FM Group recently released a survey about climate change and all of the risks that come with it for organizations. Only 2 out of the 10 (18%) CFOs interviewed state that their companies have significant control over the impacts of natural disasters in their business. The numbers don’t come as a surprise, but they bring an alarming situation to light: Companies are not prepared to deal with the consequences of climate change.
Poor preparation for the big players
Another point that caught our attention is that the 250+ CFOs and CEOs interviewed for the research all run companies with revenues of 1 billion+ USD. We’re talking about successful enterprises spread across industries in Europe, North America and the Asia Pacific.
When something goes wrong in a company with 10 digits revenue, the impact is 10 times bigger. Think for a second about the number of people they employ directly. Now think about the number of jobs they create outsourcing labour. Not to mention their potential stock market shares and providers. If large companies were to suffer dramatically from climate risk, the wider economy would be impacted negatively as a result.
One trillion dollars. This is the possible financial damage that the world’s largest companies could face in total due to climate risk, as reported by the British organisation CDP Global in 2019. This represents $17 trillion in market capitalisation.
This sounds crazy, right? Even if your company is part of the 18% that has control over climate risks, it still doesn’t mean you’re in the safe zone – not until this percentage grows bigger, because the bankruptcy of an enterprise can affect you more than you know.
That’s why addressing climate risk is an urgent need for large corporations. We summarize FM Global Research in the infographic below. Check out what CFOs have to say about climate change and why CFOs need to keep looking beyond the near future.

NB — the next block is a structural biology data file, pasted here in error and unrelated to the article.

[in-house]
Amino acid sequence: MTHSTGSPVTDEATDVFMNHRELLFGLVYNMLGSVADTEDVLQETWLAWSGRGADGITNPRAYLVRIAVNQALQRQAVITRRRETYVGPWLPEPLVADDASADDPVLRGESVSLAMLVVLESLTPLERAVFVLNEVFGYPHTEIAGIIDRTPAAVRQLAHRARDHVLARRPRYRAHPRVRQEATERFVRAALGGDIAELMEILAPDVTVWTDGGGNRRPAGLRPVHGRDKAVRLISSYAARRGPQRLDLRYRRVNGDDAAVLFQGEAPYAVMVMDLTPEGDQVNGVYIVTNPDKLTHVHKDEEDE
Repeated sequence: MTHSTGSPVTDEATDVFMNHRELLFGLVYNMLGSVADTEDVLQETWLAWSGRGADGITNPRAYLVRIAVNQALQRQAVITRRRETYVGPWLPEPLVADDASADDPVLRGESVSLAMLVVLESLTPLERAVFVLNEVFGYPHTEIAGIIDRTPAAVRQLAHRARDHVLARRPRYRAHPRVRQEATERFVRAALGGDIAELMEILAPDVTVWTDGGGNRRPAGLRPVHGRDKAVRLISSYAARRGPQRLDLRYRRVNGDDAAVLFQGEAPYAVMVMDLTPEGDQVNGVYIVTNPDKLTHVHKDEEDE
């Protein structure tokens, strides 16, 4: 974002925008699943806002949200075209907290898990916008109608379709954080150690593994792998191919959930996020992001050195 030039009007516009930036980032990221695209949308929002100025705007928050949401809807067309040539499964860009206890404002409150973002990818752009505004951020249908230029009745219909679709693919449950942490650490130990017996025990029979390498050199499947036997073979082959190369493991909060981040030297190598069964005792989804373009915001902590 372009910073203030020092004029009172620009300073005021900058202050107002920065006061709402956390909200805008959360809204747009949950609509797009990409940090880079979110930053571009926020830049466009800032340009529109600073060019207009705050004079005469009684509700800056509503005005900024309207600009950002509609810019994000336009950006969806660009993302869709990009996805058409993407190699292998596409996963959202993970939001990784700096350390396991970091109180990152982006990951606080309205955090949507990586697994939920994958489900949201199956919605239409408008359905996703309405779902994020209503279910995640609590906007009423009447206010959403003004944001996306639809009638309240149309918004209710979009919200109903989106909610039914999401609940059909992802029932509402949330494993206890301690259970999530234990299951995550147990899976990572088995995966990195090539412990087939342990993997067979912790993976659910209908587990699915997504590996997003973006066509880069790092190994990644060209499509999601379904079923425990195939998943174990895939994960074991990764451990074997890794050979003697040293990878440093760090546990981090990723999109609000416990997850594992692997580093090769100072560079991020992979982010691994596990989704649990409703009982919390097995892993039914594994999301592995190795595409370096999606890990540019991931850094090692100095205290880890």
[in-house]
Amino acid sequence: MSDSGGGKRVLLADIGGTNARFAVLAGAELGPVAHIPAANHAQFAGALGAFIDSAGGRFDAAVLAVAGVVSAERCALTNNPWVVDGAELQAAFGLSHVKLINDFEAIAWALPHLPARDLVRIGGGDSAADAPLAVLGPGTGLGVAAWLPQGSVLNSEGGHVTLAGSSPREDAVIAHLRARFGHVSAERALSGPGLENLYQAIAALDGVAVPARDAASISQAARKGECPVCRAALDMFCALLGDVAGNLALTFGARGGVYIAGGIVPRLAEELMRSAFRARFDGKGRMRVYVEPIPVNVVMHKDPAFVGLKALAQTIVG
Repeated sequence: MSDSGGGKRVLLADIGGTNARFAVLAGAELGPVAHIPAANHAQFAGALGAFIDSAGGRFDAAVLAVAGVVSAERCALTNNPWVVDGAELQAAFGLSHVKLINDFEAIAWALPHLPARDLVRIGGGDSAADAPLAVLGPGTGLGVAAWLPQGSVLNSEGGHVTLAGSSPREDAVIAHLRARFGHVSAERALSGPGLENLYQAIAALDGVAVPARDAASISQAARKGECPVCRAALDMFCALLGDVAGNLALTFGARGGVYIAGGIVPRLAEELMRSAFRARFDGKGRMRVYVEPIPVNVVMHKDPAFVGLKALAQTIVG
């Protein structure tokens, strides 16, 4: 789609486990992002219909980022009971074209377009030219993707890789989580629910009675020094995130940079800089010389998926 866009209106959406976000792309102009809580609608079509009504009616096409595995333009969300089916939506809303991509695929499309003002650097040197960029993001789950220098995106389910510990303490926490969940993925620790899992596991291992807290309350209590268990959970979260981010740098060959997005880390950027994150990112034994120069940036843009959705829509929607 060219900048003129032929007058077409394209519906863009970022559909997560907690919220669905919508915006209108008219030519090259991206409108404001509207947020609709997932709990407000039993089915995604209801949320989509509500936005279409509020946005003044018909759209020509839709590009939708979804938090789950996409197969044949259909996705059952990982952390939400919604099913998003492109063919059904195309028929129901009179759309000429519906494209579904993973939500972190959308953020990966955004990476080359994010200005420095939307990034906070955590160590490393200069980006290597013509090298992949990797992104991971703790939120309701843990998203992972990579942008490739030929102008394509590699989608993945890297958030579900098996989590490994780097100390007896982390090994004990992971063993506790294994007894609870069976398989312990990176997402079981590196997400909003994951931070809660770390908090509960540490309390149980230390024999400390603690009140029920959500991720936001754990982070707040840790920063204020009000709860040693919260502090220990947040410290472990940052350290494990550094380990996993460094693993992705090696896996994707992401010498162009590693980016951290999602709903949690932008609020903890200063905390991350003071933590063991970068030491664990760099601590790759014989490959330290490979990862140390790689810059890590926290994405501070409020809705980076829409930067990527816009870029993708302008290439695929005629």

A good way to summarize this idea is with the concept of a company that has “a set of tools and infrastructure that allows an employee to do his job and organize his life”, as defined so well by Microsoft.
The CFO of 2020
In difficult times, employees often look up to management, expecting some clarity and a feeling of “don’t worry, things are under control”. CFOs are expected to provide some security and certainty in uncertain periods. Although they are seen as forecasters in the modern business world, no one expects them to forecast the unpredictable like natural disasters. However, understanding, masterminding and strengthening the company’s infrastructure to face climate risks are all expected from the 2020 CFO.
“Good CFOs are not those who bring solutions to existing problems, but those who do not let the problem happen in the first place“.
Finance executives should be able to understand the impact that floods or wildfires might have on their business and on their biggest clients’ businesses. Sooner than we expect, global warming, for example, might start affecting the production and even quality of raw material, which will drastically affect the entire supply chain.
That’s why CFOs should be able to forecast the possible consequences natural disasters might have on their business and start preparing to overcome this hypothetical situation – before these consequences become a reality.
How does modern workspaces lead to better business decisions?
Find out in our 101 with Microsoft
Thinking short and long term
There’s a big fallacy in the world that leads people to think that the short term is not important. If you can switch today to eco-friendly energy sources and compensate for CO2 emissions when on a flight, you should do it.
However, it is not only about short term action. The long-term effects of climate risks should also be taken under consideration by CFOs and it should be a priority for the board to address them It is the only way to guarantee their organization’s viability in the long term. 86% of CFOs say that preparing and fortifying their companies for climate risks is indeed one of their board’s priorities at the moment. But the lack of preparation showed in the FM Global research is still alarming.
Technology can come in hand
Sustainability management tools can be integrated into companies’ ERP (Enterprise Resource Planning) and give CFOs real-time data that will lead to a better decision-making process. The time is now. Covid-19 showed us the urgent need for digital transformations in companies. Now, while we’re still struggling with this devastating pandemic, companies need to start preparing to avoid another difficult period like the one the world faced in 2020 and strengthen themselves to face climate risks.
Climate is changing rapidly. Companies should be too.